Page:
Still, the ruling complicates Brussels's push to position itself as the world's free-trade champion at a time the U.S. sends protectionist signals, and could expose its wide-ranging pacts to populist backlash across Europe. The EU is currently pursuing trade deals with Japan and Mexico, among others.

It also casts a shadow over coming divorce talks with the U.K., introducing uncertainty over the EU's ability to speedily deliver a future trade deal once Brexit is done. The bloc, however, has signaled that any future EU-U.K. trade agreement would need the backing of all its 27 remaining members.

Having lost its effort to sideline national capitals from signing off on trade accords, Brussels now has to convince as many as 38 national and regional parliaments to ratify the Singapore trade pact.

That sets the scene for another potentially bruising battle, just months after Belgium's Wallonia region -- home to less than 1% of the EU's population -- almost derailed a landmark agreement with Canada.

EU governments agreed to transfer broad swaths of their trade authorities to the bloc's executive with the Lisbon Treaty, in force since December 2009. But amid continuing differences between member states and the commission over the power-sharing agreement, the bloc decided to appeal to the ECJ to clarify Brussels' exact powers.

"This gives us very welcome and much-needed clarity about" the EU's trade powers, European Commissioner for Trade Cecilia Malmstrom said in a post on her official Twitter account.

The bloc's governments already grant the commission's negotiating mandate -- outlining the scope of any pact.

Tuesday's decision is poised to enshrine a delicate balancing act between national interests and the bloc's overarching policies. Yet it could also present an opportunity for the EU and its members to strike agreements that can sidestep the adoption processes, which typically take a year or longer.

"The EU has a stronger and more credible negotiating position if the trade agreements we conclude can be ratified at the European level," said Marietje Schaake, a Dutch member of the European Parliament and its international trade committee.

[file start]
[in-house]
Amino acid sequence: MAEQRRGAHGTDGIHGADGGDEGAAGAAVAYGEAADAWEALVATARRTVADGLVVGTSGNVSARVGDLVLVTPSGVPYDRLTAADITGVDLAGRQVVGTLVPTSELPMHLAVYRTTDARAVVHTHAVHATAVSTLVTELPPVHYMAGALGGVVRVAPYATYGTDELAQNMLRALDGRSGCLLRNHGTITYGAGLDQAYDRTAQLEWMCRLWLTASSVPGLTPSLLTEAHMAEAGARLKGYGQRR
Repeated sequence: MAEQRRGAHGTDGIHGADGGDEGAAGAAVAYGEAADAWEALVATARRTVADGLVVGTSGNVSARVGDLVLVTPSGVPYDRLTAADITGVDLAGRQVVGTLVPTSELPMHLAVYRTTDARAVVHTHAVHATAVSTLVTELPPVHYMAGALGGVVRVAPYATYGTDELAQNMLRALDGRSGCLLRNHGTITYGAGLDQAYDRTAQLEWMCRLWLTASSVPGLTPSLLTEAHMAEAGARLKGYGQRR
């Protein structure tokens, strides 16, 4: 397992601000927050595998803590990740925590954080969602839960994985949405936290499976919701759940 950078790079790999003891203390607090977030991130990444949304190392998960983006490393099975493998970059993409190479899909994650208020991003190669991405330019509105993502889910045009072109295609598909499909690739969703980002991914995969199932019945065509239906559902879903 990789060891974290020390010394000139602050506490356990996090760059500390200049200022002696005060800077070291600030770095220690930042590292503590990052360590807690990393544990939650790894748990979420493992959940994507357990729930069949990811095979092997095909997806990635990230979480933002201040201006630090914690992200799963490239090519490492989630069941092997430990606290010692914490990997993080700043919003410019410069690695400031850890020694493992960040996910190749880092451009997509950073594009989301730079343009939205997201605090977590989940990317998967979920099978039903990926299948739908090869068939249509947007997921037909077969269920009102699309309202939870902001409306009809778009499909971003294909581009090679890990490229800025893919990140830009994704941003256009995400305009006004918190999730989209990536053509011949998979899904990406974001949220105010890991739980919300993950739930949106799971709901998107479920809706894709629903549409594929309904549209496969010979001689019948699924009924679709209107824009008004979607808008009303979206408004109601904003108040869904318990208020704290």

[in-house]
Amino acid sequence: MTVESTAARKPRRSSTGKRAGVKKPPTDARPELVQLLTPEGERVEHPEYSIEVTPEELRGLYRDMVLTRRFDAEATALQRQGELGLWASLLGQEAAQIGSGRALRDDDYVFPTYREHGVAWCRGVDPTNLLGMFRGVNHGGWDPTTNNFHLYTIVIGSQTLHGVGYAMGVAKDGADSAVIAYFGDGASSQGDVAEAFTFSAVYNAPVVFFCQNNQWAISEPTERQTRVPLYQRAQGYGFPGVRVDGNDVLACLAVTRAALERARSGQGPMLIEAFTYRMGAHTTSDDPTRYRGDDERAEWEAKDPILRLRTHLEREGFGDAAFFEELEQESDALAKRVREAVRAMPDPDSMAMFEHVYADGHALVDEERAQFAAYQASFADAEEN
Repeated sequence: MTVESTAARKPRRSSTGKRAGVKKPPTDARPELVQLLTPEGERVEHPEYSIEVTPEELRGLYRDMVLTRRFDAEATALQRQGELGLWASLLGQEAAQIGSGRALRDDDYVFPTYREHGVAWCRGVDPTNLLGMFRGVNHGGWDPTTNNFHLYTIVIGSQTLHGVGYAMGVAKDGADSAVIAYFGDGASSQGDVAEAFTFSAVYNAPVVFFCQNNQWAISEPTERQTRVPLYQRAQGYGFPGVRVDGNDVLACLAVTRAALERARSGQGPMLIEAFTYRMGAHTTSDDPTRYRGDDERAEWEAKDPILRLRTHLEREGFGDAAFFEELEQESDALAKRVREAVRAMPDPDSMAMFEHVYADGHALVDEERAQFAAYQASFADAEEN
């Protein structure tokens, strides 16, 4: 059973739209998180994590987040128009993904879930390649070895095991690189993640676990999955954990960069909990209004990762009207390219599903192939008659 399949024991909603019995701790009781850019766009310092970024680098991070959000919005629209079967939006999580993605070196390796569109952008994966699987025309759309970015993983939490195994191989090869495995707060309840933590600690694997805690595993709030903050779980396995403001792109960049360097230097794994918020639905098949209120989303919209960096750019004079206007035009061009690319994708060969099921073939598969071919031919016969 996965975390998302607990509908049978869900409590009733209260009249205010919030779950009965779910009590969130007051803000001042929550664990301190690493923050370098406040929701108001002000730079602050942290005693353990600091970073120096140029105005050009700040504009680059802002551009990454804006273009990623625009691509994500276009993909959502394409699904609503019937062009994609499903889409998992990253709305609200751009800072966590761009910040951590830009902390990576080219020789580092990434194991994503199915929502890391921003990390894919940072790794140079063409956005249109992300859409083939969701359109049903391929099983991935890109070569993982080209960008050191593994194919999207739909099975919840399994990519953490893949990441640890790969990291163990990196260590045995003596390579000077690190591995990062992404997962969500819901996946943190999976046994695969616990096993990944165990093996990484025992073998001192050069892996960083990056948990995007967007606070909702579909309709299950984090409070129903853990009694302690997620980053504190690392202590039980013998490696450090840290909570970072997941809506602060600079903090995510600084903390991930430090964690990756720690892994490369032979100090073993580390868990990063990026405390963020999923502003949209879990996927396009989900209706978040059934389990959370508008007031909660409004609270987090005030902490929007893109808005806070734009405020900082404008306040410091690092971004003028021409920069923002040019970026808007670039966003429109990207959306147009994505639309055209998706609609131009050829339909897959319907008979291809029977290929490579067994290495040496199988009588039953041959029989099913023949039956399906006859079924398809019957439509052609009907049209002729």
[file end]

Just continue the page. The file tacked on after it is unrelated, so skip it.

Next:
For the U.K., where some officials were looking at the Singapore agreement as a model, the ruling damps hopes of quickly clinching a trade pact after completing Britain's expected departure from the bloc in 2019.

"I don't think it's going to make Brexit negotiations any easier," said Sara Nordin, an international trade counsel at White & Case. "There's going to be an inclination to include as much as possible in the trade agreement because of the market access that both parties need and would aim for."

A U.K. government spokeswoman said Britain has "long supported" a free-trade pact between the EU and Singapore, but declined to comment on the decision's potential impact on post-Brexit trade talks.

For now, the bloc will focus on clinching deals with Japan and Mexico by year-end, and selling the Singapore agreement to its members

The Southeast Asian country and the EU's bilateral annual trade and stock investments exceed EUR250 billion ($274 billion).The court decision paves the way for the broad provisional application of the Singapore deal, said Michael Pulch, the EU's envoy to the city-state.

Jason Douglas in London contributed to this article.

Write to Emre Peker at emre.peker@wsj.com

(END) Dow Jones Newswires

May 16, 2017 12:51 ET (16:51 GMT)